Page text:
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January 29, 2016

LGBT Voices for Equality: Jamaica

Jamaica's Offences Against the Person Act of 1864, also known as the sodomy law, criminalizes all forms of intimacy between men, even in private. Although the law is rarely enforced, it provides the foundation for the marginalization of the entire lesbian, gay, bisexual, and transgender (LGBT) community.

Jamaican activist Jalna Broderick told us about the law’s far-reaching effects: “Men get beaten, get screamed at, get evicted. Women are belittled, sometimes raped; all these things justified by one law. And we need that law to be removed, but doing so would not change everything. We need hearts and minds to be changed, and I think that's part of what we're trying to do."

Jalna Broderick and Angeline Jackson founded Quality of Citizenship Jamaica (QCJ) in response to continuing violence and discrimination against lesbian, bisexual women, and transgender persons. Since 2013 the organization has fought to create safe, judgment-free spaces that empower the LGBT community.

Discrimination against LGBT people is pervasive throughout Jamaican society and profoundly effects particularly vulnerable groups, like youth. This month, the leader of the Jamaica Association for Guidance Counselors in Education expressed concern that many school counselors ignore the needs of LGBT students. The head of Jamaica's Teacher Association supported this status quo, justifying their neglect with the sodomy law.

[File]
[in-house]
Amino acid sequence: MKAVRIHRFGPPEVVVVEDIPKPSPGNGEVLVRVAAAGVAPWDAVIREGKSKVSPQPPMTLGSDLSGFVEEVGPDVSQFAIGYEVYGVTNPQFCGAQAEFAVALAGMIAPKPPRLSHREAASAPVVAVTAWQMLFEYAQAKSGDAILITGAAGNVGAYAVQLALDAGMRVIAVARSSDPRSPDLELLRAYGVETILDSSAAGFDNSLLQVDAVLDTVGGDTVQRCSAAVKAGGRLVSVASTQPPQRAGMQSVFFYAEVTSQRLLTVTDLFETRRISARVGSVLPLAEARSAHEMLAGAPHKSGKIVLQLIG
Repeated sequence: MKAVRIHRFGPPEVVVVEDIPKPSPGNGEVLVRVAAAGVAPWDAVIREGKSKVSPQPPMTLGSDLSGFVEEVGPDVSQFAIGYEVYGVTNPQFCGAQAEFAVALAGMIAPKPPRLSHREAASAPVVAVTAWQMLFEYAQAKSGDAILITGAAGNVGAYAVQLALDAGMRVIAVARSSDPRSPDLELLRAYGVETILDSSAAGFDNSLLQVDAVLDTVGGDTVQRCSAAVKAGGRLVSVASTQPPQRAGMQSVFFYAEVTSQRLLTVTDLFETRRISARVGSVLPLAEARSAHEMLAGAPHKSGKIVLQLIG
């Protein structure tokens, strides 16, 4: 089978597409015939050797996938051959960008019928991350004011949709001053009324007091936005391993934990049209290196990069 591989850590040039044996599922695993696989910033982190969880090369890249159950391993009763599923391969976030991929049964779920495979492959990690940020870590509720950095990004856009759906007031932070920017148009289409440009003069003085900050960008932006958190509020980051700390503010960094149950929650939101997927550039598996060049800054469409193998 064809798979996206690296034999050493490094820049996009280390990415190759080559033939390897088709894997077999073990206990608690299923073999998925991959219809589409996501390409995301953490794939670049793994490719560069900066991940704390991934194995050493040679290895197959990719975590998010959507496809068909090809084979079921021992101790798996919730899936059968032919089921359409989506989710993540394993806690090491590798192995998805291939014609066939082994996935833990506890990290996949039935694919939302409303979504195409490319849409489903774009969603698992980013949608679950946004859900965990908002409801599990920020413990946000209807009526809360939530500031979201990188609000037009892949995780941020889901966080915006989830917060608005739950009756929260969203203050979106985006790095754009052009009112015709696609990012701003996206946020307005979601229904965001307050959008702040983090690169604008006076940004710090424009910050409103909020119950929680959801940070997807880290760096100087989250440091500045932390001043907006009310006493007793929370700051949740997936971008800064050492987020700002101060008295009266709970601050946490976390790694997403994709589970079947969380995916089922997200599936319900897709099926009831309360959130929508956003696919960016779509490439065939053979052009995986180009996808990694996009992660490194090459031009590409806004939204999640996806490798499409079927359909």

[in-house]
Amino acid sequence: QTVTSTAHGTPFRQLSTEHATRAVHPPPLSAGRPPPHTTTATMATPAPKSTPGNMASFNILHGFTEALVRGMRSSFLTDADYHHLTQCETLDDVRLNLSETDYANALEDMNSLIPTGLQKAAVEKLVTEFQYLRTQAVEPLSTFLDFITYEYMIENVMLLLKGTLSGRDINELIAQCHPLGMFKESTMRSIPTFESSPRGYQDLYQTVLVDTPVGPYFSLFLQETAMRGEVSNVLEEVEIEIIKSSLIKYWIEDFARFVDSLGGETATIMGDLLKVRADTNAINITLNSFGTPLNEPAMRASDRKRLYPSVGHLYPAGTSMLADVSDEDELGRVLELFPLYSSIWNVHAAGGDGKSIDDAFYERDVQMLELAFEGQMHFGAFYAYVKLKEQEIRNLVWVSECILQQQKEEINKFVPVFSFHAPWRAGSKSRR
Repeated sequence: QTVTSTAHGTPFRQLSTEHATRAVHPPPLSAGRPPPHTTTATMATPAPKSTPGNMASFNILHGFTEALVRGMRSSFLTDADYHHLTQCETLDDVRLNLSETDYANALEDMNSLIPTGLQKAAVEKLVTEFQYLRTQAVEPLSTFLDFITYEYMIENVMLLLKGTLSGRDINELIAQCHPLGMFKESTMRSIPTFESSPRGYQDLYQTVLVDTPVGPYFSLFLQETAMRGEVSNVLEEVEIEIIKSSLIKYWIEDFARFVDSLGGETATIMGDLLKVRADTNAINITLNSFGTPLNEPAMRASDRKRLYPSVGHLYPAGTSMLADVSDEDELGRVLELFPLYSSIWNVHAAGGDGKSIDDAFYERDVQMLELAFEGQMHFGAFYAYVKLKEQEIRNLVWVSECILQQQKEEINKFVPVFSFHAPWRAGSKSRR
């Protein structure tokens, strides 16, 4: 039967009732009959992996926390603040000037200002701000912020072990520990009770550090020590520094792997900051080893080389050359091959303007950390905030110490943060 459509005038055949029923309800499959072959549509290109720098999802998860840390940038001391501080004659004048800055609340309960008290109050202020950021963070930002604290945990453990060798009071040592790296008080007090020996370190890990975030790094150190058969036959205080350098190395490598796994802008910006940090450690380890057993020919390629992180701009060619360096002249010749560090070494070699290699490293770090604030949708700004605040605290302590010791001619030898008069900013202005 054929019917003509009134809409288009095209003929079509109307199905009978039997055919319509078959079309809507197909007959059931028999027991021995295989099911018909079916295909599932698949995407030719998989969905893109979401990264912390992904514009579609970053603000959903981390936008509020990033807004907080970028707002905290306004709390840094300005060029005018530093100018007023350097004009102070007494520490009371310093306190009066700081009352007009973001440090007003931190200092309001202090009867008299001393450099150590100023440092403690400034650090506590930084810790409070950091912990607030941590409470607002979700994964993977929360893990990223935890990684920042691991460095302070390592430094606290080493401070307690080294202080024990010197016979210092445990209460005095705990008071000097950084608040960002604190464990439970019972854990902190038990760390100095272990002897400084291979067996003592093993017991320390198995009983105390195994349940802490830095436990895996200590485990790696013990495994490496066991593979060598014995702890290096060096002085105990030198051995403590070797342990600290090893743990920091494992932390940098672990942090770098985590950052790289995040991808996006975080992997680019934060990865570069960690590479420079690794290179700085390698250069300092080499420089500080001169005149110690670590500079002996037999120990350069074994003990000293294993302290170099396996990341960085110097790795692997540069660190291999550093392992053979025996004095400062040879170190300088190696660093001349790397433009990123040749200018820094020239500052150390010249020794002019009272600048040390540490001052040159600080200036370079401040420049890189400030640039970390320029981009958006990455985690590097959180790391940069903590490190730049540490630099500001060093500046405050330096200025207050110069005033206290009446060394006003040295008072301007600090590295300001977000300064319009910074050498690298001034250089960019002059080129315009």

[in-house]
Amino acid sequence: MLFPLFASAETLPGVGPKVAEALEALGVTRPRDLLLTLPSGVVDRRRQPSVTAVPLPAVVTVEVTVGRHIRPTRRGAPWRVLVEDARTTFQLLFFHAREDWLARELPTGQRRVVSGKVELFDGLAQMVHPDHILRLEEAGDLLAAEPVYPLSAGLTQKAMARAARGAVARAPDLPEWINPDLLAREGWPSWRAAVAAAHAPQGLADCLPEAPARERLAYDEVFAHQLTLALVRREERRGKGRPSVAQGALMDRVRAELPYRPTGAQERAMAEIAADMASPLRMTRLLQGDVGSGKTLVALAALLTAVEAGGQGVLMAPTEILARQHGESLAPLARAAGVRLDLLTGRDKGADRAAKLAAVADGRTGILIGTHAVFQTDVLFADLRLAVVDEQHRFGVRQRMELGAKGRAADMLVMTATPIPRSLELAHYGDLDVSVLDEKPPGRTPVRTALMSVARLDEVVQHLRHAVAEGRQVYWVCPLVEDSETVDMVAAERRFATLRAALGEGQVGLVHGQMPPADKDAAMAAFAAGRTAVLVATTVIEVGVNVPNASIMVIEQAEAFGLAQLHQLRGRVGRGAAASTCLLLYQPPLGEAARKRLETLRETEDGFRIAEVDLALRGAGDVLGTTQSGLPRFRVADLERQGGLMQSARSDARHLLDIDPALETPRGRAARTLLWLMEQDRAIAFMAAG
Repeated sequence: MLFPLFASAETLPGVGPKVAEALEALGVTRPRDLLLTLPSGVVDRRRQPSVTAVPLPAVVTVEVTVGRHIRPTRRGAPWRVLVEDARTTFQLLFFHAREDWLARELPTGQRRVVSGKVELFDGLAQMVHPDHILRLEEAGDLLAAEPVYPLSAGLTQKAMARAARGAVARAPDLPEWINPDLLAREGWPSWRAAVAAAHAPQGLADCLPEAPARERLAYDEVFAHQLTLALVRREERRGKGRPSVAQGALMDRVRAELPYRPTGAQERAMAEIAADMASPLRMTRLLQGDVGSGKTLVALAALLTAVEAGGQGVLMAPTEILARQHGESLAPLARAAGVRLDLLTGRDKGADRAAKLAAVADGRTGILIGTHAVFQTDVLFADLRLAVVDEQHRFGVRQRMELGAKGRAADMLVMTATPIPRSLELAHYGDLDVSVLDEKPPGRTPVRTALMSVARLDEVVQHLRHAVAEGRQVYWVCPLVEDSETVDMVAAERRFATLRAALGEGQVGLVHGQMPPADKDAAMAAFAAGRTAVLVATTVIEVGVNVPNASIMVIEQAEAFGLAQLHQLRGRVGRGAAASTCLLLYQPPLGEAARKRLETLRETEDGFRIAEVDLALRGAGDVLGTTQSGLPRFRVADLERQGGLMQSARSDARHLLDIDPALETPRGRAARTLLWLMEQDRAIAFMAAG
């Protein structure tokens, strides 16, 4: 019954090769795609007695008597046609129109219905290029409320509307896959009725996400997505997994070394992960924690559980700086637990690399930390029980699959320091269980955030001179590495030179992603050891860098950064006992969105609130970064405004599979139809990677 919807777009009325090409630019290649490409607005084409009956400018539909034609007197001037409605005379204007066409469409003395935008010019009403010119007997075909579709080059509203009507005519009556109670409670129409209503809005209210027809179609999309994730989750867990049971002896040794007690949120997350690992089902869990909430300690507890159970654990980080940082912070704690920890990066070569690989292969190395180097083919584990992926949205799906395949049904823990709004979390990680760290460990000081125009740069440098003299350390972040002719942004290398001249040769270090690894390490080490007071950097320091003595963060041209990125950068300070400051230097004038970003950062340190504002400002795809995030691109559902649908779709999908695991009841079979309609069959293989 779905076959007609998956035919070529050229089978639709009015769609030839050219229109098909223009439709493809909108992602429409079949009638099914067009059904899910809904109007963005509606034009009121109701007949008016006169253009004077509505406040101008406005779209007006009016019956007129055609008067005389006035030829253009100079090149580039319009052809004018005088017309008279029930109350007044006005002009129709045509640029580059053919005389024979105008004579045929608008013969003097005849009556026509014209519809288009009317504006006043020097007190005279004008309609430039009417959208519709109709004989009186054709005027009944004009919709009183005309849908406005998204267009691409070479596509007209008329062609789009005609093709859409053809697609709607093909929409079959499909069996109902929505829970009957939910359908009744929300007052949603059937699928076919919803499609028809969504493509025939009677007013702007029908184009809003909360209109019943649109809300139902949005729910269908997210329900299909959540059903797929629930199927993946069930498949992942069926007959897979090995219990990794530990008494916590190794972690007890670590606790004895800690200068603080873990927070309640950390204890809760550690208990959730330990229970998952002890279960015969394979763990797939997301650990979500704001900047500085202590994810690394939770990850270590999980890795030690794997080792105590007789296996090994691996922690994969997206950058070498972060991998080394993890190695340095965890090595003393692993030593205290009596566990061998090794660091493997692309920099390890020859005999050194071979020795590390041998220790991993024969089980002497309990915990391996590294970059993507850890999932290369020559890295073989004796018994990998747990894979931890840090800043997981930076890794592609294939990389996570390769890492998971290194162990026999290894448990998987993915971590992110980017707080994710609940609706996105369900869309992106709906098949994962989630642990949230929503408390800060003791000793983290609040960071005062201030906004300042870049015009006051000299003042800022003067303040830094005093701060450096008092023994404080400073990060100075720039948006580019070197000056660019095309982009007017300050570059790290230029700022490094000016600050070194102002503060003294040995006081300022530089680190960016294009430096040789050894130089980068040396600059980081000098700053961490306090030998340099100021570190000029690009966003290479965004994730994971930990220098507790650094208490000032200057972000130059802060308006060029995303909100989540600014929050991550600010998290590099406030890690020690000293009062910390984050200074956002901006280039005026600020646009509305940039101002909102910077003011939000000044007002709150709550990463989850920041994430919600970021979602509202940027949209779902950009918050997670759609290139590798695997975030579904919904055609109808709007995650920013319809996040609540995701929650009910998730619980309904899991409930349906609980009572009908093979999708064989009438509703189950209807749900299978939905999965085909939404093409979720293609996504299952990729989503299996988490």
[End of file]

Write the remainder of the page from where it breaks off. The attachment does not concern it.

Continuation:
Early last year President Obama visited the University of the West Indies in Kingston to hold a town hall with young Jamaicans. He opened his remarks by hailing the work of QCJ and Broderick's co-founder Angeline Jackson: "Instead of remaining silent, she chose to speak out and started her own organization to advocate for women like her, and get them treatment and get them justice, and push back against stereotypes, and give them some sense of their own power."

Maurice Tomlinson, Jamaican attorney and human rights activist, is now challenging the sodomy law in Jamaica's Constitutional Court. Many hope this will lead to the law’s removal so that it can no longer provide cover for violence and discrimination against LGBT people.

While there is much to be done to change the hearts and minds Broderick mentioned, Broderick, Jackson, Tomlinson, and activists like them are empowering LGBT Jamaicans with hope that justice will soon come. 

For more information on Human Rights First's work to help advance the human rights of LGBT people in Jamaica, read our report: The World as it Should Be.